content by

Frederic S. Durbin

Fiction and Excerpts [1]

Fiction and Excerpts [1]

Typewriter Mania and the Modern Writer

In this ongoing series, we ask SF/F authors to describe a specialty in their lives that has nothing (or very little) to do with writing. Join us as we discover what draws authors to their various hobbies, how they fit into their daily lives, and how and they inform the author’s literary identity!

I’m fond of saying that I was raised by brontosaurs—not in the “thunder lizard” sense. In my childhood, the adults around me were gentle, stable, contemplative, and slow-moving. Ours was a house of happy quietness, comfortably dim, paneled in dark wood, festooned with relics of the past. Mice scrabbled at night, hunted by capable farm cats. Faithful dogs waited in the yard, eager to accompany us on the next adventure. Inside, hooped quilts-in-progress cascaded past a dulcimer, an autoharp, a spinet piano. There were nooks and mysterious paintings, figurines, a working Victrola, a life-sized knight made of tin, and chimney lamps that Mom would light when the power went out, which was pretty often in rural central Illinois. The main rooms all connected in such a way that if you kept wandering, following a circle, you would end up back where you started. Visitors often expressed surprise over how the house seemed bigger on the inside. Once-exterior windows peered into other rooms, because Dad was always building additions, not unlike Sarah Winchester. My childhood was a world of 8mm home movies with scripts, papier-mache, latex monster masks, and prehistoric play sets. The imagination was indulged and creativity was encouraged, even when these required making a mess. Always, there were books, because stories were as essential as air; stories were among the very best of God’s gifts.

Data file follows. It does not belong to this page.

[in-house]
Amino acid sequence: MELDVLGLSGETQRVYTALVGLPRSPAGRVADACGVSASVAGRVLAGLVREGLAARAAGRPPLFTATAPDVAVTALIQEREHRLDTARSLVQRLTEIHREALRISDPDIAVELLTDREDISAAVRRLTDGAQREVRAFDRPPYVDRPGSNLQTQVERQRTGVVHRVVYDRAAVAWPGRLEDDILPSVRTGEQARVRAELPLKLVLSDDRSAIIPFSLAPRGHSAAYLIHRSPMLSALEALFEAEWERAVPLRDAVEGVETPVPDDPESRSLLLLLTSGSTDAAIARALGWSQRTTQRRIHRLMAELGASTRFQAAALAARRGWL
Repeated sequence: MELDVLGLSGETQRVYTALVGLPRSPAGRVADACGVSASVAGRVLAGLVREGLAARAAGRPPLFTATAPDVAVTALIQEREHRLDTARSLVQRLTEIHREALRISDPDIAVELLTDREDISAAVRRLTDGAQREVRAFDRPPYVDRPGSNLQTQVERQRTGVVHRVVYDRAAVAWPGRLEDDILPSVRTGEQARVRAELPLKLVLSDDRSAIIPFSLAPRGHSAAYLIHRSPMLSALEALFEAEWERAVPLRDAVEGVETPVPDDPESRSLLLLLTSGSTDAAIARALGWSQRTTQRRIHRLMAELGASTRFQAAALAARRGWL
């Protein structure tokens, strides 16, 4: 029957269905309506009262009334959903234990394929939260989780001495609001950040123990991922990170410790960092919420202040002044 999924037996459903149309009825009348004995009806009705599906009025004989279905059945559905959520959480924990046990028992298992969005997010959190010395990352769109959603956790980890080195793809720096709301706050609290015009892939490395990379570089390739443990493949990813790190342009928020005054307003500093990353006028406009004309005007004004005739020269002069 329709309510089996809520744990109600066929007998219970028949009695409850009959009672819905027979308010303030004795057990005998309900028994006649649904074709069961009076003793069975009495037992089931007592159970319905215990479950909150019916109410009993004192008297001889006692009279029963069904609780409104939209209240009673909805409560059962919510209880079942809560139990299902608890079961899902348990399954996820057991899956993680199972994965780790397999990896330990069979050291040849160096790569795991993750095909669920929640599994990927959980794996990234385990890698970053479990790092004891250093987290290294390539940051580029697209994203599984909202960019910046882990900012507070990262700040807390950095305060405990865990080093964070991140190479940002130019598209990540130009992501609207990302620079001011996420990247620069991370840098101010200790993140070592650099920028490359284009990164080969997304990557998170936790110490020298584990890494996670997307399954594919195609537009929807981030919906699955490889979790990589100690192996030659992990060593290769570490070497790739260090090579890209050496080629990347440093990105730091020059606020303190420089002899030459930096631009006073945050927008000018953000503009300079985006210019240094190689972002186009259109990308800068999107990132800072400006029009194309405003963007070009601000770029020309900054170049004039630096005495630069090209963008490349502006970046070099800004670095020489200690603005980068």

Back in the shadows, glinting atop a worn desk, was an L. C. Smith typewriter from the early thirties. My aunt had saved up for it and bought it when she finished high school. By the time of my childhood, no one used it but me. I was taught the proper reverence for it, and then I was free to clack out my little stories on it. Thus the twig was bent; thus the seed was planted in me that would grow, nearly five decades later, into full-flowering typewriter mania.

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A Green and Ancient Light

Set in a world similar to our own, during a war that parallels World War II, A Green and Ancient Light is the stunning story of a boy who is sent to stay with his grandmother for the summer in a serene fishing village. Their tranquility is shattered by the crash of a bullet-riddled enemy plane, the arrival of grandmother’s friend Mr. Girandole—a man who knows the true story of Cinderella’­s slipper—and the discovery of a riddle in the sacred grove of ruins behind grandmother’s house. In a sumptuous idyllic setting and overshadowed by the threat of war, four unlikely allies learn the values of courage and sacrifice.

A gorgeous fantasy in the spirit of Pan’s Labyrinth, Frederic S. Durbin’s A Green and Ancient Light is available June 7th from Saga Press.

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